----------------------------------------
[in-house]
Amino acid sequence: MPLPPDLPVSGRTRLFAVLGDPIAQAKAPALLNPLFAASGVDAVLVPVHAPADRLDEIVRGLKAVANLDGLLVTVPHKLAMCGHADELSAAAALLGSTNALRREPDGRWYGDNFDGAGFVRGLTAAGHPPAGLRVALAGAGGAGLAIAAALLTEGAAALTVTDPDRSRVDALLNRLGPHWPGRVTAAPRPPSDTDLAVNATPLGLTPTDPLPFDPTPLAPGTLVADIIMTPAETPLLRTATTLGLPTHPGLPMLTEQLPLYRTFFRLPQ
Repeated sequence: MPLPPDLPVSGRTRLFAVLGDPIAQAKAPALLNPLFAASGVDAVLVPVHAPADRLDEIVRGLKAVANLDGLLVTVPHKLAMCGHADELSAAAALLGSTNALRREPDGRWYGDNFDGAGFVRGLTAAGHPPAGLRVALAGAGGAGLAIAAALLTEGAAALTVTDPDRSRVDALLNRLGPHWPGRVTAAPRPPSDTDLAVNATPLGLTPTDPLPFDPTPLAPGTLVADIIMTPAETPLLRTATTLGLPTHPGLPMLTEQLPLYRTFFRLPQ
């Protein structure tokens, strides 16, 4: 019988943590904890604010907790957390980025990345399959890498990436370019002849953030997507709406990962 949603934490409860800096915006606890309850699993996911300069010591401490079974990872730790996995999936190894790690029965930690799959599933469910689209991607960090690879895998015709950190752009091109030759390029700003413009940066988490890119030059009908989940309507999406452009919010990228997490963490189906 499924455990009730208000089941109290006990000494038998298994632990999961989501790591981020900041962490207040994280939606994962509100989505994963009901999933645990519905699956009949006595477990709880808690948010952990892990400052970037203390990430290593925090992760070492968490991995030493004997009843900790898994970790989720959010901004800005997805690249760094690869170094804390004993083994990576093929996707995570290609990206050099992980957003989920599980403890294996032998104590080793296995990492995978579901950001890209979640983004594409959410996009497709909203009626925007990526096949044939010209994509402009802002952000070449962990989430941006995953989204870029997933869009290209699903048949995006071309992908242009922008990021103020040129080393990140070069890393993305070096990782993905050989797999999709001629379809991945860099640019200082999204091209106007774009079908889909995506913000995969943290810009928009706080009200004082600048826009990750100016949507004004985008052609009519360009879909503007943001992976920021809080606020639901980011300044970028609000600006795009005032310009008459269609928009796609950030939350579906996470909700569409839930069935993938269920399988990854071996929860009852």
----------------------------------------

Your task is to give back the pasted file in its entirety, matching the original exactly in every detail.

[in-house]
Amino acid sequence: MPLPPDLPVSGRTRLFAVLGDPIAQAKAPALLNPLFAASGVDAVLVPVHAPADRLDEIVRGLKAVANLDGLLVTVPHKLAMCGHADELSAAAALLGSTNALRREPDGRWYGDNFDGAGFVRGLTAAGHPPAGLRVALAGAGGAGLAIAAALLTEGAAALTVTDPDRSRVDALLNRLGPHWPGRVTAAPRPPSDTDLAVNATPLGLTPTDPLPFDPTPLAPGTLVADIIMTPAETPLLRTATTLGLPTHPGLPMLTEQLPLYRTFFRLPQ
Repeated sequence: MPLPPDLPVSGRTRLFAVLGDPIAQAKAPALLNPLFAASGVDAVLVPVHAPADRLDEIVRGLKAVANLDGLLVTVPHKLAMCGHADELSAAAALLGSTNALRREPDGRWYGDNFDGAGFVRGLTAAGHPPAGLRVALAGAGGAGLAIAAALLTEGAAALTVTDPDRSRVDALLNRLGPHWPGRVTAAPRPPSDTDLAVNATPLGLTPTDPLPFDPTPLAPGTLVADIIMTPAETPLLRTATTLGLPTHPGLPMLTEQLPLYRTFFRLPQ
């Protein structure tokens, strides 16, 4: 019988943590904890604010907790957390980025990345399959890498990436370019002849953030997507709406990962 949603934490409860800096915006606890309850699993996911300069010591401490079974990872730790996995999936190894790690029965930690799959599933469910689209991607960090690879895998015709950190752009091109030759390029700003413009940066988490890119030059009908989940309507999406452009919010990228997490963490189906 499924455990009730208000089941109290006990000494038998298994632990999961989501790591981020900041962490207040994280939606994962509100989505994963009901999933645990519905699956009949006595477990709880808690948010952990892990400052970037203390990430290593925090992760070492968490991995030493004997009843900790898994970790989720959010901004800005997805690249760094690869170094804390004993083994990576093929996707995570290609990206050099992980957003989920599980403890294996032998104590080793296995990492995978579901950001890209979640983004594409959410996009497709909203009626925007990526096949044939010209994509402009802002952000070449962990989430941006995953989204870029997933869009290209699903048949995006071309992908242009922008990021103020040129080393990140070069890393993305070096990782993905050989797999999709001629379809991945860099640019200082999204091209106007774009079908889909995506913000995969943290810009928009706080009200004082600048826009990750100016949507004004985008052609009519360009879909503007943001992976920021809080606020639901980011300044970028609000600006795009005032310009008459269609928009796609950030939350579906996470909700569409839930069935993938269920399988990854071996929860009852």